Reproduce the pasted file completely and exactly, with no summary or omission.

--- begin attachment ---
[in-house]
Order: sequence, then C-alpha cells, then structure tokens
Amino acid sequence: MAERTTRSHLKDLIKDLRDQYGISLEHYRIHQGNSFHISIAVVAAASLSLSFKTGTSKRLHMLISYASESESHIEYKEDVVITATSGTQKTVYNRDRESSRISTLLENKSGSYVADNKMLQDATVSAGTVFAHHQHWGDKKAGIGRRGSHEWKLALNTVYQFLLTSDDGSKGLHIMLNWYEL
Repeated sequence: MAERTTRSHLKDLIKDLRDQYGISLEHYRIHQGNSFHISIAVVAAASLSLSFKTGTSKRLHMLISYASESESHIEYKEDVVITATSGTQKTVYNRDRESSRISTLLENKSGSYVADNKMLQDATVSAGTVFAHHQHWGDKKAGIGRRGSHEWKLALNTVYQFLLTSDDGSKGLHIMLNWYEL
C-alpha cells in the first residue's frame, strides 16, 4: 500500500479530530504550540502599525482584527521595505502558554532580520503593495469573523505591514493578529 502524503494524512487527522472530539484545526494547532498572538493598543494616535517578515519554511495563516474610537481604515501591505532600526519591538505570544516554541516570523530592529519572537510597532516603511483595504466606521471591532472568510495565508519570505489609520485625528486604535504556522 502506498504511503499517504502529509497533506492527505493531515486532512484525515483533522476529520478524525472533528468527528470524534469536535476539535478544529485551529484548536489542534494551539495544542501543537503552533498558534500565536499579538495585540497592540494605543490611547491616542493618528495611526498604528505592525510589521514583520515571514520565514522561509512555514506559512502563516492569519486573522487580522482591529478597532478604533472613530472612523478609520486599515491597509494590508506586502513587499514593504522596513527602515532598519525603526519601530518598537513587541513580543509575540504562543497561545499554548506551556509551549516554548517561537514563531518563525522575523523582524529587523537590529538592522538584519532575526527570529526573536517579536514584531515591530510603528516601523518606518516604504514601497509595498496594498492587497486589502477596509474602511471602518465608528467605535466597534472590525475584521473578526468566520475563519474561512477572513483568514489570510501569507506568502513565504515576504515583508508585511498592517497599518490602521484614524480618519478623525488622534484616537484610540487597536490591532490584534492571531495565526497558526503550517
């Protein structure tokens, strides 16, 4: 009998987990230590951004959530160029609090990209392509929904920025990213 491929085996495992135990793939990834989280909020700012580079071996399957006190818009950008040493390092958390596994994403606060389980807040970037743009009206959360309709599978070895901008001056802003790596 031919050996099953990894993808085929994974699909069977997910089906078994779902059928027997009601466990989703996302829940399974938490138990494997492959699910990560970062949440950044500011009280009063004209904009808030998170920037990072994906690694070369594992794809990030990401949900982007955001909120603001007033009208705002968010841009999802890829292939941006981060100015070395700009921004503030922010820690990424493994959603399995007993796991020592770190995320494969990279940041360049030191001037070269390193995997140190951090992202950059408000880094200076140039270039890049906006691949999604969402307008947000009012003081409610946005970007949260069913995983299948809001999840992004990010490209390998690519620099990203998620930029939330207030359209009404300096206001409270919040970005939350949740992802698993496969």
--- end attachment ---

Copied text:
[in-house]
Order: sequence, then C-alpha cells, then structure tokens
Amino acid sequence: MAERTTRSHLKDLIKDLRDQYGISLEHYRIHQGNSFHISIAVVAAASLSLSFKTGTSKRLHMLISYASESESHIEYKEDVVITATSGTQKTVYNRDRESSRISTLLENKSGSYVADNKMLQDATVSAGTVFAHHQHWGDKKAGIGRRGSHEWKLALNTVYQFLLTSDDGSKGLHIMLNWYEL
Repeated sequence: MAERTTRSHLKDLIKDLRDQYGISLEHYRIHQGNSFHISIAVVAAASLSLSFKTGTSKRLHMLISYASESESHIEYKEDVVITATSGTQKTVYNRDRESSRISTLLENKSGSYVADNKMLQDATVSAGTVFAHHQHWGDKKAGIGRRGSHEWKLALNTVYQFLLTSDDGSKGLHIMLNWYEL
C-alpha cells in the first residue's frame, strides 16, 4: 500500500479530530504550540502599525482584527521595505502558554532580520503593495469573523505591514493578529 502524503494524512487527522472530539484545526494547532498572538493598543494616535517578515519554511495563516474610537481604515501591505532600526519591538505570544516554541516570523530592529519572537510597532516603511483595504466606521471591532472568510495565508519570505489609520485625528486604535504556522 502506498504511503499517504502529509497533506492527505493531515486532512484525515483533522476529520478524525472533528468527528470524534469536535476539535478544529485551529484548536489542534494551539495544542501543537503552533498558534500565536499579538495585540497592540494605543490611547491616542493618528495611526498604528505592525510589521514583520515571514520565514522561509512555514506559512502563516492569519486573522487580522482591529478597532478604533472613530472612523478609520486599515491597509494590508506586502513587499514593504522596513527602515532598519525603526519601530518598537513587541513580543509575540504562543497561545499554548506551556509551549516554548517561537514563531518563525522575523523582524529587523537590529538592522538584519532575526527570529526573536517579536514584531515591530510603528516601523518606518516604504514601497509595498496594498492587497486589502477596509474602511471602518465608528467605535466597534472590525475584521473578526468566520475563519474561512477572513483568514489570510501569507506568502513565504515576504515583508508585511498592517497599518490602521484614524480618519478623525488622534484616537484610540487597536490591532490584534492571531495565526497558526503550517
């Protein structure tokens, strides 16, 4: 009998987990230590951004959530160029609090990209392509929904920025990213 491929085996495992135990793939990834989280909020700012580079071996399957006190818009950008040493390092958390596994994403606060389980807040970037743009009206959360309709599978070895901008001056802003790596 031919050996099953990894993808085929994974699909069977997910089906078994779902059928027997009601466990989703996302829940399974938490138990494997492959699910990560970062949440950044500011009280009063004209904009808030998170920037990072994906690694070369594992794809990030990401949900982007955001909120603001007033009208705002968010841009999802890829292939941006981060100015070395700009921004503030922010820690990424493994959603399995007993796991020592770190995320494969990279940041360049030191001037070269390193995997140190951090992202950059408000880094200076140039270039890049906006691949999604969402307008947000009012003081409610946005970007949260069913995983299948809001999840992004990010490209390998690519620099990203998620930029939330207030359209009404300096206001409270919040970005939350949740992802698993496969």